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Dr Penn has noticed that Lux’s interests have shifted as he’s aged.
“While he’s still playful (he will catch that darn red dot someday), his new obsession is finding a good lap,” says Dr Penn at Goodheart Broadway. “When people visit, he will browse until he finds the perfect pair of legs to nap on. He’s also pretty pushy about bed time so he can curl up next to me.”
Care for your senior cat with these 5 tips:
- Keep your cat’s bed and surrounding area clean. Remain proactive in controlling fleas.
- Regular exercise remains important for older cats. Activity preserves muscle tone to keep bones and joints strong.
- The older your cat, the more important it is to maintain good health. Yearly vet visits will let us:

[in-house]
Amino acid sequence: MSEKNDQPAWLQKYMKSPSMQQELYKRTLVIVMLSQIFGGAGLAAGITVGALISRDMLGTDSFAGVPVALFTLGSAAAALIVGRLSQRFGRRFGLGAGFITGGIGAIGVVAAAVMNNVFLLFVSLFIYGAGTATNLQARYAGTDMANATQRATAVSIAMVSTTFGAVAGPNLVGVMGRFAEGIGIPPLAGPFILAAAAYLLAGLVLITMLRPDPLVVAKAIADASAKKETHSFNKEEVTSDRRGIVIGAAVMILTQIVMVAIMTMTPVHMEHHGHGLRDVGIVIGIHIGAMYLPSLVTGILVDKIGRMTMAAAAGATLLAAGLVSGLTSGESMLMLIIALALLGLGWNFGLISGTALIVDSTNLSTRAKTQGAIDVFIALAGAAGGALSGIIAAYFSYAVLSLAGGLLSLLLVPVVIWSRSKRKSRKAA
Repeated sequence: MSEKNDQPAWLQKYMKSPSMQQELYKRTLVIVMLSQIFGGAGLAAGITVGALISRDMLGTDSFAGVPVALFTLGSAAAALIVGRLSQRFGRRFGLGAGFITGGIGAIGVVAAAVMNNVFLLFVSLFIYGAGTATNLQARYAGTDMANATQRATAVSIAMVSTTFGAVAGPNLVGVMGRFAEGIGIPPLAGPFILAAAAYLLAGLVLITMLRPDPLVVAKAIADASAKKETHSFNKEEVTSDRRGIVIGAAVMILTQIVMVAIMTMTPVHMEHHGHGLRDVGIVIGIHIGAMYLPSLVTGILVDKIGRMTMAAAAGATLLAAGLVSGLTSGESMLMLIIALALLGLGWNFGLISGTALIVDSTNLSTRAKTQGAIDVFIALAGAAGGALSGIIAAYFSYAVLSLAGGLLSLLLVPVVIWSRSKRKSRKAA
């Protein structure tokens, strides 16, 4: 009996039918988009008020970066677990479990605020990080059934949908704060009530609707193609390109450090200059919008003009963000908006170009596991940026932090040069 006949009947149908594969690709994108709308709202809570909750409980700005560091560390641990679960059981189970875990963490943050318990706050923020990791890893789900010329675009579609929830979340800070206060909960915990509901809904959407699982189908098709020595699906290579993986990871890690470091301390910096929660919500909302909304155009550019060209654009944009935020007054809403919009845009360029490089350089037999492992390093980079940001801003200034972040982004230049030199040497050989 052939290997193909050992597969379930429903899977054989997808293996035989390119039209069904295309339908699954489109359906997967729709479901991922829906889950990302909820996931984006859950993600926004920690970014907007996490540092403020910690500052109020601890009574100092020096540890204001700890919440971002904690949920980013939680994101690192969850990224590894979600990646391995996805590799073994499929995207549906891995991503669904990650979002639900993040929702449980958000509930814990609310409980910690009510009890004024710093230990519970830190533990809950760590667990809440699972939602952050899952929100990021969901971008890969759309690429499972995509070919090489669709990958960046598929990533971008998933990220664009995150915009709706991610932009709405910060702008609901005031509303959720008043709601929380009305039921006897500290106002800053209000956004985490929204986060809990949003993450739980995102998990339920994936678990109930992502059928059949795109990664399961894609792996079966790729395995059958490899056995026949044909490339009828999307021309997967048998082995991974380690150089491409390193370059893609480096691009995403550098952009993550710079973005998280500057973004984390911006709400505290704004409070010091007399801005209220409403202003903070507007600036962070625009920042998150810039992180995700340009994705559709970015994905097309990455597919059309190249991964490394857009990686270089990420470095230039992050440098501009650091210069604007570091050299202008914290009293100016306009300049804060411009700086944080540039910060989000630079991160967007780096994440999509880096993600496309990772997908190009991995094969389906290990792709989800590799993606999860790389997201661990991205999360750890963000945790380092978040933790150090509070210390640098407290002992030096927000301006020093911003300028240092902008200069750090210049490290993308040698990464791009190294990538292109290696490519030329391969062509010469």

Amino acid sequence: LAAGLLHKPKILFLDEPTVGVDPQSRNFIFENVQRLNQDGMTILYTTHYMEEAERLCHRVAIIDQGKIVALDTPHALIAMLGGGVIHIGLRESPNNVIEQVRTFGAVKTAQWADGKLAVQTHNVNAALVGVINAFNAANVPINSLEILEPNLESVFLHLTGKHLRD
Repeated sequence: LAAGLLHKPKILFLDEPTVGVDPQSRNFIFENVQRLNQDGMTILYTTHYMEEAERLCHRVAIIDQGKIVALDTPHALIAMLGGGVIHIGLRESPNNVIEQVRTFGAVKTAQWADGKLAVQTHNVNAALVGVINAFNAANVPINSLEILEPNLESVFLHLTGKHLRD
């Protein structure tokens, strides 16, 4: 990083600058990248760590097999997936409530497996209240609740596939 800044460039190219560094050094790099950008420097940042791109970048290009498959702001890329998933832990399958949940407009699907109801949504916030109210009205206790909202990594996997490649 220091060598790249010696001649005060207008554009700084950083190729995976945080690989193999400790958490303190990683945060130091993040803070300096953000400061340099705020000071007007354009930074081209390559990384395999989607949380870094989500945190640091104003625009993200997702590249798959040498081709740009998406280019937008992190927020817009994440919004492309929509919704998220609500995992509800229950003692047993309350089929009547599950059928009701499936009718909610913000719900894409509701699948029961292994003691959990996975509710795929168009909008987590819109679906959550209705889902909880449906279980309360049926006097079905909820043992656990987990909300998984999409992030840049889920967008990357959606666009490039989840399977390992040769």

-Talk about your cat’s pain levels. We can recommend new medicines, acupuncture, and chiropractors.
-Screen for diseases that are common later in life.
-Clean your cat’s teeth and ensure none are causing mouth pain.
-Good news: we recommend fewer vaccines as cats age.
- Invest in high quality foods. It’s most important at this age!
-Help digestion with several meals a day instead of one large serving.
-If your cat is having issues with the litter box or vomiting, there might be a better food for them at this age and stage.
-Avoid overfeeding your cat. Obesity can lead to health problems and shorten your cat’s life.
- Grooming becomes more important as cats age. Become an active part of grooming as they get older. As cats age, they can’t reach or have pain. Meds can help ease pain so they can better care for themselves. You’ll need to:
-trim their nails more often.
-care for their fur to prevent matting.
Hindsight is 20/20. Don’t wait until it’s too late to learn what needs to be done for your cat today.
If you have any questions or concerns when it comes to caring for your older feline friend, do not hesitate to contact us for help.